I bought a T-shirt for £2 from charity shop and resold it for £220 online – here's how | The Sun

SAVVY shoppers have revealed how they bought a T-shirt for £2 from a charity shop – but resold it for £220 online.

Many independent sellers are scouring the racks to find abandoned designer items with cheap price tags, and you can do the same.

The vintage aesthetic has become increasingly popular as people turn to pre-owned clothes in the hope of benefitting both the environment and their pockets.

Dexter Burgess-Hunt is amongst the savvy shoppers who have built an empire selling charity shop products.

The 26-year-old, from Manchester, told The Telegraph: “I once found a Louis Vuitton T-shirt for £2 and sold it for £220.

“That was my best sale. It might seem unusual to some people, but people pay for what they think is valuable.”

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He partnered up with Sophy Grattidge, 27, and the couple buy stock in bulk to select the most valuable pieces.

Popular sites that people like Dexter use to garner their success are Depop and Vinted.

They act as a marketplace and a social media site – the more followers you gain the more cash you make.

But shoppers are warned they are not guaranteed a profit. They may buy a cheap item, and fail to resell it.

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Jack Richardson, another 26-year-old from Manchester, sells products on Depop as a part-time side hustle while working as an underwriter.

He said: "“I found a Versace shirt in a second-hand shop in Manchester.

“I knew it was great, it just needed a steam. So I bought it for £3.50 and sold it for £60.

"To be honest, I could have sold it for £150. Either way, I have made a massive profit.”

In Essex, vender Fauster Mockute has another method for discovering jackpot items.

“It’s a mixed bag when you buy from wholesalers.

“Instead, I will go to charity shops in expensive areas such as Chelsea in London, because wealthy people will often donate designer clothes.”

The 22-year-old claimed she makes £1,200 a month through selling her stock, after fees.

But Emily O'Brien, from Hertfordshire, said she can bag herself £4,000 in a good month.

She pointed out that her business makes shopping quicker and easier for those interested as they won't have to sift through endless clothes racks.

“They want instant gratification and see how clothes can be styled before buying, and that is where we add value," the 26-year-old added.

Selling on Depop is the perfect fit for Emily as she suffers from a chronic pain disorder called hypermobility syndrome which makes it difficult to work on her feet.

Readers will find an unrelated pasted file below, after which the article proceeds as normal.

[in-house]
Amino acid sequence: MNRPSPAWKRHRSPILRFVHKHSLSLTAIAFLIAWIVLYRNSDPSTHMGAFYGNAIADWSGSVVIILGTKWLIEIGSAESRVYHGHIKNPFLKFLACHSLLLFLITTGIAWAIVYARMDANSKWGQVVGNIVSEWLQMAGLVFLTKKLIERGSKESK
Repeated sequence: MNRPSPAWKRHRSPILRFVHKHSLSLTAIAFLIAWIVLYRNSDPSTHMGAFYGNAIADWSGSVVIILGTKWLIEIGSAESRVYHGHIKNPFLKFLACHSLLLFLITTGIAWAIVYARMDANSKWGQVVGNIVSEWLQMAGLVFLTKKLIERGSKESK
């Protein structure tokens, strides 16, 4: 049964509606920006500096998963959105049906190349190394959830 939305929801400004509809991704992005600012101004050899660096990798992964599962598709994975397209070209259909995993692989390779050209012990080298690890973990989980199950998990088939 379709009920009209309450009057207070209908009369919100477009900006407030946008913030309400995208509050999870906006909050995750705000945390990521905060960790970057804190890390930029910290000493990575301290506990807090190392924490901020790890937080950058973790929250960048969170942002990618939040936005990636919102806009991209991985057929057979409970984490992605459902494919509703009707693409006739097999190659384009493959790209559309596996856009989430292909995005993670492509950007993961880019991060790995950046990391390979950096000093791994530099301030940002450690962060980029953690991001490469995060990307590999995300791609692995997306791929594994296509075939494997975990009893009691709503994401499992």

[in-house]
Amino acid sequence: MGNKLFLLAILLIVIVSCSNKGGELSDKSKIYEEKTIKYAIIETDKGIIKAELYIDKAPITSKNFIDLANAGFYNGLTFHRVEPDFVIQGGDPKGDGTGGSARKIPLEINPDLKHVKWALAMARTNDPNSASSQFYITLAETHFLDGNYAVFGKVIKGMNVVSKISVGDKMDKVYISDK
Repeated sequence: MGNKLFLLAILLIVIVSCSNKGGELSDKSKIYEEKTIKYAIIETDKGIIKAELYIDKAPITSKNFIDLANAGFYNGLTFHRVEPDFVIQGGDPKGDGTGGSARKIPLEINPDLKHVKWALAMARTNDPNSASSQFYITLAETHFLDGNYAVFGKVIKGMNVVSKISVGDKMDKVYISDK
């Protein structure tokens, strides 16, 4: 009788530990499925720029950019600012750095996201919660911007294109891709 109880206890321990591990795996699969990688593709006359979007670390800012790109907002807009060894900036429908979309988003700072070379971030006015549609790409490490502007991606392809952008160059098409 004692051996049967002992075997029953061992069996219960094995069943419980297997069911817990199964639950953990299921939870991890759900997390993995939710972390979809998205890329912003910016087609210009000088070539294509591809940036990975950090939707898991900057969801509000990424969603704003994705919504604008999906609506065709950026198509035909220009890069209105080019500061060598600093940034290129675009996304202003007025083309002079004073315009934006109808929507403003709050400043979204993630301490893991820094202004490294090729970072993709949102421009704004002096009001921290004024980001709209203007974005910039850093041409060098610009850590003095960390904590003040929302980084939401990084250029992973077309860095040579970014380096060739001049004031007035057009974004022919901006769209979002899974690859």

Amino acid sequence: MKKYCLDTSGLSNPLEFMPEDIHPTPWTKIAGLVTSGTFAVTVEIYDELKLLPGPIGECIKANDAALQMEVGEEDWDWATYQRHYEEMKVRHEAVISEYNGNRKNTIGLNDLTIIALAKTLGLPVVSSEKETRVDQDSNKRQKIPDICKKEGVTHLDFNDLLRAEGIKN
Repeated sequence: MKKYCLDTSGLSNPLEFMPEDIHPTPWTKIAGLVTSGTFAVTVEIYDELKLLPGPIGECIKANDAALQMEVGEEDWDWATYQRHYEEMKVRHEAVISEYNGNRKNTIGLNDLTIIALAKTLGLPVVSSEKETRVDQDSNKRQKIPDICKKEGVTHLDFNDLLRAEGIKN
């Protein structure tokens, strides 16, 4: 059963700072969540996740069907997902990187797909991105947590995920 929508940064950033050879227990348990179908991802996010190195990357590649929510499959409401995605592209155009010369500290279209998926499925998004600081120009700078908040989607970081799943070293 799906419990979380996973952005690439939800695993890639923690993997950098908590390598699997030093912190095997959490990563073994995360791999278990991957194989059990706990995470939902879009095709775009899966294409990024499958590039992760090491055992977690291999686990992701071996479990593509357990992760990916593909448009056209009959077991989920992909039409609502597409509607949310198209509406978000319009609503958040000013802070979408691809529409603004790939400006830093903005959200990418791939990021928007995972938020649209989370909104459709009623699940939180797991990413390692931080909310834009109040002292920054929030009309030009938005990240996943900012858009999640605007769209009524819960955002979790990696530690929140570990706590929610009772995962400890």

She praised the flexibility of working through sites like Depop and Vinted as she can choose her own hours.

Another savvy shopper made £1,000 in one day just by searching charity shop rails.

TikTok user Splash recorded himself during his shopping spree – and explained what he’d bagged and how he did it.

After finding some gold cufflinks on sale for £2, he did some research and found they were retailing at £995.

He said: “I did a bit of digging on Google and these are retailing for £995, which is mad.

“The profit on that is insane.”

Tips on how to start your own business

Dragons' Den Theo Paphitis shared his tips for anyone wanting to start their own business.

He said:

  • One of the biggest ­barriers aspiring entrepreneurs and business owners face is a lack of confidence. You must believe in your idea — even more than that, be the one boring your friends to death about it.
  • Never be afraid to make decisions. Once you have an idea, it’s the confidence to make decisions that is crucial to starting and maintaining a business.
  • If you don’t take calculated risks, you’re standing still. If a decision turns out to be wrong, identify it quickly and deal with it if you can. Failing that, find someone else who can.
  • It’s OK not to get it right the first time. My experience of making bad decisions is what helped develop my confidence, making me who I am today.
  • Never underestimate the power of social media, and remember the internet has levelled the playing field for small businesses.
  • Don’t forget to dream. A machine can’t do that!

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